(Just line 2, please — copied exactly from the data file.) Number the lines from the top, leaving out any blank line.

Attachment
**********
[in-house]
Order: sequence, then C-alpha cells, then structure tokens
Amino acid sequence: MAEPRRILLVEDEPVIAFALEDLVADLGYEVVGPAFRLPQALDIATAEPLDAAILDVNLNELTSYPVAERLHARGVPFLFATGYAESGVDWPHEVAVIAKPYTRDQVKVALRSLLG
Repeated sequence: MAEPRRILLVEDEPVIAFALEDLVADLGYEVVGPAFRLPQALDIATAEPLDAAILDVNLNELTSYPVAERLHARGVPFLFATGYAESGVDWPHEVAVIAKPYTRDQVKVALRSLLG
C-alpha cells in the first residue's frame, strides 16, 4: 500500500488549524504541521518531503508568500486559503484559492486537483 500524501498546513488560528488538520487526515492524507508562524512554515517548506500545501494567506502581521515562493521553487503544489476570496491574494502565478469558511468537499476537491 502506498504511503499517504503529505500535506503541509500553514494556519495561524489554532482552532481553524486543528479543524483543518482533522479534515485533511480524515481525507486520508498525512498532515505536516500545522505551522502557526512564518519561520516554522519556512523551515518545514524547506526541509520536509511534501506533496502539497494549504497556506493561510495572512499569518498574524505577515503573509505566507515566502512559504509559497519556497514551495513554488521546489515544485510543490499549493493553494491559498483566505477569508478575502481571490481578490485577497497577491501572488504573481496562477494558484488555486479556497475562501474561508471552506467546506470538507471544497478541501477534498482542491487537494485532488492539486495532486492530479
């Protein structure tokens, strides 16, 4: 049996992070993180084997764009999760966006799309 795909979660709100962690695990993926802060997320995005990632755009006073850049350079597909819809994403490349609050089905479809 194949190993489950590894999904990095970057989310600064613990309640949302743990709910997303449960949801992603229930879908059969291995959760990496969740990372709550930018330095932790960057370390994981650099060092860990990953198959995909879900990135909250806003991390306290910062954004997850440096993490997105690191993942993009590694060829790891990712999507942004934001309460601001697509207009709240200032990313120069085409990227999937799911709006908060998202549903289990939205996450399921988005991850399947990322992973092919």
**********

Order: sequence, then C-alpha cells, then structure tokens